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In The Crucible, the character that best represents hysteria is Mrs. Putnam. Mrs. Putnam has lost seven babies, and she does not understand why. She is the reason Ruth is in the woods in the first place. She sends Ruth there to conjure up the spirits of her dead babies. “And so I thought to send her to your Tituba—Tituba knows how to speak to the dead, Mister Parris.” When Ruth won’t speak, she instantly jumps to the conclusion that the devil is in Salem. “For how else is she stuck dumb now except some power of darkness would stop her mouth! It is a marvelous sign, Mister Parris!”
When Reverend Hale arrives, it comes out in the conversation that Goody Putman sent Ruth into the forest to conjure the spirits of the babies. When Rebecca expresses her surprise, Mrs. Putnam says, “Let God blame me, not you, not you, Rebecca! I‘ll not have you judging me any more! Mr. Hale, is it a natural work to lose seven children before they live a day?” Ann Putnam wants to believe there are witches in the town; in fact, she wants to believe anything that will explain why her babies keep dying.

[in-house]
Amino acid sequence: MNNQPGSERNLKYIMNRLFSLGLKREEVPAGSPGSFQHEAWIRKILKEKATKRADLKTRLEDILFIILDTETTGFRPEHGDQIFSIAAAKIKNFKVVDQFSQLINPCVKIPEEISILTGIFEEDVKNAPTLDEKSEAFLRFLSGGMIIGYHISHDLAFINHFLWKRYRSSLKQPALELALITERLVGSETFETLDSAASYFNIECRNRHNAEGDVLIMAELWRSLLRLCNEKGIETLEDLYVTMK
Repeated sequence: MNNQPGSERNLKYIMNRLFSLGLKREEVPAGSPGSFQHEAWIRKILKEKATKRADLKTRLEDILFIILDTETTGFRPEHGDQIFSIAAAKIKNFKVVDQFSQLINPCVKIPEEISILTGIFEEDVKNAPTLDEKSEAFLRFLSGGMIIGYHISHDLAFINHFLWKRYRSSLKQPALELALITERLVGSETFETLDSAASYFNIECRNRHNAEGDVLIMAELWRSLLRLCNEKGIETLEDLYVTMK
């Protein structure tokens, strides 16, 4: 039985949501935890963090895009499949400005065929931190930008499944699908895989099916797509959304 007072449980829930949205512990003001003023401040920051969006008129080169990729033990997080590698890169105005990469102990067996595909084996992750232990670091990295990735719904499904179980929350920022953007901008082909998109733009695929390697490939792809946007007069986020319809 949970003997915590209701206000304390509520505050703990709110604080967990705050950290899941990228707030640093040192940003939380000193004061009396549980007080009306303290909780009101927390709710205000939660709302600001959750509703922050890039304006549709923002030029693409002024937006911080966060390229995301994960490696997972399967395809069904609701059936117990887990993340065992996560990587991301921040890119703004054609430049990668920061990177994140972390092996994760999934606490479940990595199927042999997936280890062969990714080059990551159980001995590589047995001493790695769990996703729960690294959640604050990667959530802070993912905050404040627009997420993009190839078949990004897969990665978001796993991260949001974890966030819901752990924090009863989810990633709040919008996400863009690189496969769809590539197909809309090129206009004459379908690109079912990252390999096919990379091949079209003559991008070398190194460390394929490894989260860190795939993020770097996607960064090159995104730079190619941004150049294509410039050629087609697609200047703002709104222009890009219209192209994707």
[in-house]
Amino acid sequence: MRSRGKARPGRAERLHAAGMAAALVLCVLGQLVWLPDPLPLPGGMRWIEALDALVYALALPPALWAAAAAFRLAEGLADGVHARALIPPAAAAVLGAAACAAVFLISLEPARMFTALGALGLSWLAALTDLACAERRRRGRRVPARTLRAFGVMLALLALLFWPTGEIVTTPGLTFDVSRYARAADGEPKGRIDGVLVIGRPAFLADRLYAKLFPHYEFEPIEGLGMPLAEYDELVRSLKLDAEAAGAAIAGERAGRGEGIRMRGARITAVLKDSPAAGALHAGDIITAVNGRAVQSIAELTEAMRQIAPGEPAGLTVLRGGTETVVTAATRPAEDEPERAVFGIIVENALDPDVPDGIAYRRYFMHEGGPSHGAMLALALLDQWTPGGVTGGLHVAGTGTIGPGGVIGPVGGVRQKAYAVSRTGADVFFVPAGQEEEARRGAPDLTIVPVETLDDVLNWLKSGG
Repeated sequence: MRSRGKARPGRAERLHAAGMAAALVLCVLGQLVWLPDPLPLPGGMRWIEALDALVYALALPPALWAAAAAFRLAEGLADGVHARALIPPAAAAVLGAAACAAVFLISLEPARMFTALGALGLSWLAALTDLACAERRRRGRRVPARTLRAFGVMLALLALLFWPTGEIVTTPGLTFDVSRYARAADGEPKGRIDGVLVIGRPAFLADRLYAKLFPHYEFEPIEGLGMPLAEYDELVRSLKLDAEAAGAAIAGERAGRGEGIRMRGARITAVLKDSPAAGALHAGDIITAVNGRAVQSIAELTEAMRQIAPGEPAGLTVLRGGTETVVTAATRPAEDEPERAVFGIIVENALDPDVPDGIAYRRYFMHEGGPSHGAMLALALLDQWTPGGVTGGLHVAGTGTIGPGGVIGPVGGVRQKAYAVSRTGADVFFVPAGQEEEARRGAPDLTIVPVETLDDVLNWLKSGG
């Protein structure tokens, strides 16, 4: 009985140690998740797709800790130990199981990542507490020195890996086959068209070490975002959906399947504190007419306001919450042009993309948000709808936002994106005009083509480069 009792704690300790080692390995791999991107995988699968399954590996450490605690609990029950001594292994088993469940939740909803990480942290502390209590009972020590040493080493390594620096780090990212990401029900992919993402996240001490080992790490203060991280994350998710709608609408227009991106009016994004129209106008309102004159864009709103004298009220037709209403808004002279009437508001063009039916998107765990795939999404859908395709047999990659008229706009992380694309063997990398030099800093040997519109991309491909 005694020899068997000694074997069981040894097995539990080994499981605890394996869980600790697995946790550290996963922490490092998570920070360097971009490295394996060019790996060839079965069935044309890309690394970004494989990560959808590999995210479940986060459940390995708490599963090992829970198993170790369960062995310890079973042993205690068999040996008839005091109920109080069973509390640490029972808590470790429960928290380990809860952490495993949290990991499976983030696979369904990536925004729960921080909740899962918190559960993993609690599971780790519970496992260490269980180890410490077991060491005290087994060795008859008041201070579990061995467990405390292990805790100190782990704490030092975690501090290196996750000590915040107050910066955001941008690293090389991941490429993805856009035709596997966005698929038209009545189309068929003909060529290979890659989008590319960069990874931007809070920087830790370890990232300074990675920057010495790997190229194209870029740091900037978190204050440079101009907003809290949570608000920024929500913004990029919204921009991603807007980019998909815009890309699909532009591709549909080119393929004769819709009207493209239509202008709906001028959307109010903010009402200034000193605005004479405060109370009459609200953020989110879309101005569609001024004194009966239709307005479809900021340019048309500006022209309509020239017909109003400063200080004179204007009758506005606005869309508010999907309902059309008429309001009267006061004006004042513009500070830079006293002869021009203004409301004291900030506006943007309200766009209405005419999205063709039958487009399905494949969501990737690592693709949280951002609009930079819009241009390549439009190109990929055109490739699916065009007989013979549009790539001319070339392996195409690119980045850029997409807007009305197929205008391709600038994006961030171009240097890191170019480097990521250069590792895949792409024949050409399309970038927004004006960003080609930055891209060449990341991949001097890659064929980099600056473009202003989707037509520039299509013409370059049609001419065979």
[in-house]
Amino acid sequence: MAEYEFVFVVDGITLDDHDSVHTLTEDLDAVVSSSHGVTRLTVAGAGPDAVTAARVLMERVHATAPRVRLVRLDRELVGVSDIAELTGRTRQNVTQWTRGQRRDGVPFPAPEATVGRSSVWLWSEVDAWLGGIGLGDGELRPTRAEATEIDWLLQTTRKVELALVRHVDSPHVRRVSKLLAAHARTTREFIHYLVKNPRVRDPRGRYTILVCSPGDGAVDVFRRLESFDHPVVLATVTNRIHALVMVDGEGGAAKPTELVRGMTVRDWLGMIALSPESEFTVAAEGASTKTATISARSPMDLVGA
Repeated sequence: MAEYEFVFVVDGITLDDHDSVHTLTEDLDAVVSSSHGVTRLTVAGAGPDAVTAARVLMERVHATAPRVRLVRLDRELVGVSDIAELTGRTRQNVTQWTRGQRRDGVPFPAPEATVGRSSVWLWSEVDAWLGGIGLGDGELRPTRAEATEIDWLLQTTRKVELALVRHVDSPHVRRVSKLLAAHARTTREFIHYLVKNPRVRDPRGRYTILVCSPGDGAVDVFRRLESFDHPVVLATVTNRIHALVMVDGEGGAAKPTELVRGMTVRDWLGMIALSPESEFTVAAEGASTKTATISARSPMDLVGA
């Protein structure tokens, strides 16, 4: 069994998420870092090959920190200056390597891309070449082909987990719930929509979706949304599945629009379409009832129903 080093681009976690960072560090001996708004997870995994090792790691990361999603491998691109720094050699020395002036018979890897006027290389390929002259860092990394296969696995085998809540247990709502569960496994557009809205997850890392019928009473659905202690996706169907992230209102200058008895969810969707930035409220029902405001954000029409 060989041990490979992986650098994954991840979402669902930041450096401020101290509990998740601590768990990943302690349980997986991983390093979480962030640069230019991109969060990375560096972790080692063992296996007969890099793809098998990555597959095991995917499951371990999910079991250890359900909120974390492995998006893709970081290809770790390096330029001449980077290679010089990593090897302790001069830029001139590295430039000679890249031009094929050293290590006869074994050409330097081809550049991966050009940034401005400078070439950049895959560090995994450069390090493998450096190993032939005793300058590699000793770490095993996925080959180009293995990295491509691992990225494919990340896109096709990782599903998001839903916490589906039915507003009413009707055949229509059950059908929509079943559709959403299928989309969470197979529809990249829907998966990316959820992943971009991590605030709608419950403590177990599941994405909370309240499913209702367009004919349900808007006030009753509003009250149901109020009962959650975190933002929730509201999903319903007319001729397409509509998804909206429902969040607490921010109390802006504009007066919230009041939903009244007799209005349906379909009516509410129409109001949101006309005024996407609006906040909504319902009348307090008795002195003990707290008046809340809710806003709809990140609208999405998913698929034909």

When Abigail is questioned, she accuses Tituba of making her drink blood, and Mrs. Putnam says, “Blood? My babies’ blood?” Later, when Tituba is questioned and she implicates Sarah Osburn, Ann Putnam cries out, “I knew it! Goody Osburn were midwife to me three times. I begged you, Thomas, did I not? I begged him not to call Osburn because I feared her, my babies always shriveled in her hands…” Ann Putnam is a very good example of hysteria in the play. She has her own agenda, and she wants very much to believe that the reason she has lost so many babies is because of some dark, demonic force.
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